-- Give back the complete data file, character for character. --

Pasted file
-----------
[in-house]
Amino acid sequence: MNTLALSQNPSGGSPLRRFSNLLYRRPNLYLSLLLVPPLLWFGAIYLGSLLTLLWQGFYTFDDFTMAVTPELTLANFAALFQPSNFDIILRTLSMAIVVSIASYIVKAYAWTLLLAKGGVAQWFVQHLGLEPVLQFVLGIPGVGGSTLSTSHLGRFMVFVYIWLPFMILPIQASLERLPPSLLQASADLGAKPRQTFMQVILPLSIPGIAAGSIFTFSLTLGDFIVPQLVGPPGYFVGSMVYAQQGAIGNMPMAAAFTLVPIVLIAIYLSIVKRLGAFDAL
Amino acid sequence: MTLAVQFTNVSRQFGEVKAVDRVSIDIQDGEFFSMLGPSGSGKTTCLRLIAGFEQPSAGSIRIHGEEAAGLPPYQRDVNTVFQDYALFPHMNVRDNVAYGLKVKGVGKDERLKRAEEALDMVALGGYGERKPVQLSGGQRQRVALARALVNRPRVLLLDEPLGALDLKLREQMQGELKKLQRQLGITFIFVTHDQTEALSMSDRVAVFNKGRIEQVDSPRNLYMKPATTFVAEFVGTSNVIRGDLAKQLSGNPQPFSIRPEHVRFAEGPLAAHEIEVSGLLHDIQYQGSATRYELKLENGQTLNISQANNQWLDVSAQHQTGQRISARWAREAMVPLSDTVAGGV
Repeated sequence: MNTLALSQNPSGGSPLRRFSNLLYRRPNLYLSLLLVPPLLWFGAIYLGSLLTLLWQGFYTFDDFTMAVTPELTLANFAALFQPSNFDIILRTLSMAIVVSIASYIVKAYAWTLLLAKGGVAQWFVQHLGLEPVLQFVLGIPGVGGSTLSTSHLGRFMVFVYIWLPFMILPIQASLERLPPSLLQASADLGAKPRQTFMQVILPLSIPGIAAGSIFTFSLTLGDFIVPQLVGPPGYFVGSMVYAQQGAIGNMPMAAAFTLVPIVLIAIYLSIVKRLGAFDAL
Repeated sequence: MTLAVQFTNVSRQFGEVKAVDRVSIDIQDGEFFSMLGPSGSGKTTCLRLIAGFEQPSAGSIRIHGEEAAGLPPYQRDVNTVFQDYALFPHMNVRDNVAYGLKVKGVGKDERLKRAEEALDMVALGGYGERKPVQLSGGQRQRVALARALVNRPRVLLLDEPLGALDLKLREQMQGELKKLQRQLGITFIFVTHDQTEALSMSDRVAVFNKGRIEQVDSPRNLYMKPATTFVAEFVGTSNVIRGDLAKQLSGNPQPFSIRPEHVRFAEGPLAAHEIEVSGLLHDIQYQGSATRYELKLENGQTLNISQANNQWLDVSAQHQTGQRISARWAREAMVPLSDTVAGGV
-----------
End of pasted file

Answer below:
[in-house]
Amino acid sequence: MNTLALSQNPSGGSPLRRFSNLLYRRPNLYLSLLLVPPLLWFGAIYLGSLLTLLWQGFYTFDDFTMAVTPELTLANFAALFQPSNFDIILRTLSMAIVVSIASYIVKAYAWTLLLAKGGVAQWFVQHLGLEPVLQFVLGIPGVGGSTLSTSHLGRFMVFVYIWLPFMILPIQASLERLPPSLLQASADLGAKPRQTFMQVILPLSIPGIAAGSIFTFSLTLGDFIVPQLVGPPGYFVGSMVYAQQGAIGNMPMAAAFTLVPIVLIAIYLSIVKRLGAFDAL
Amino acid sequence: MTLAVQFTNVSRQFGEVKAVDRVSIDIQDGEFFSMLGPSGSGKTTCLRLIAGFEQPSAGSIRIHGEEAAGLPPYQRDVNTVFQDYALFPHMNVRDNVAYGLKVKGVGKDERLKRAEEALDMVALGGYGERKPVQLSGGQRQRVALARALVNRPRVLLLDEPLGALDLKLREQMQGELKKLQRQLGITFIFVTHDQTEALSMSDRVAVFNKGRIEQVDSPRNLYMKPATTFVAEFVGTSNVIRGDLAKQLSGNPQPFSIRPEHVRFAEGPLAAHEIEVSGLLHDIQYQGSATRYELKLENGQTLNISQANNQWLDVSAQHQTGQRISARWAREAMVPLSDTVAGGV
Repeated sequence: MNTLALSQNPSGGSPLRRFSNLLYRRPNLYLSLLLVPPLLWFGAIYLGSLLTLLWQGFYTFDDFTMAVTPELTLANFAALFQPSNFDIILRTLSMAIVVSIASYIVKAYAWTLLLAKGGVAQWFVQHLGLEPVLQFVLGIPGVGGSTLSTSHLGRFMVFVYIWLPFMILPIQASLERLPPSLLQASADLGAKPRQTFMQVILPLSIPGIAAGSIFTFSLTLGDFIVPQLVGPPGYFVGSMVYAQQGAIGNMPMAAAFTLVPIVLIAIYLSIVKRLGAFDAL
Repeated sequence: MTLAVQFTNVSRQFGEVKAVDRVSIDIQDGEFFSMLGPSGSGKTTCLRLIAGFEQPSAGSIRIHGEEAAGLPPYQRDVNTVFQDYALFPHMNVRDNVAYGLKVKGVGKDERLKRAEEALDMVALGGYGERKPVQLSGGQRQRVALARALVNRPRVLLLDEPLGALDLKLREQMQGELKKLQRQLGITFIFVTHDQTEALSMSDRVAVFNKGRIEQVDSPRNLYMKPATTFVAEFVGTSNVIRGDLAKQLSGNPQPFSIRPEHVRFAEGPLAAHEIEVSGLLHDIQYQGSATRYELKLENGQTLNISQANNQWLDVSAQHQTGQRISARWAREAMVPLSDTVAGGV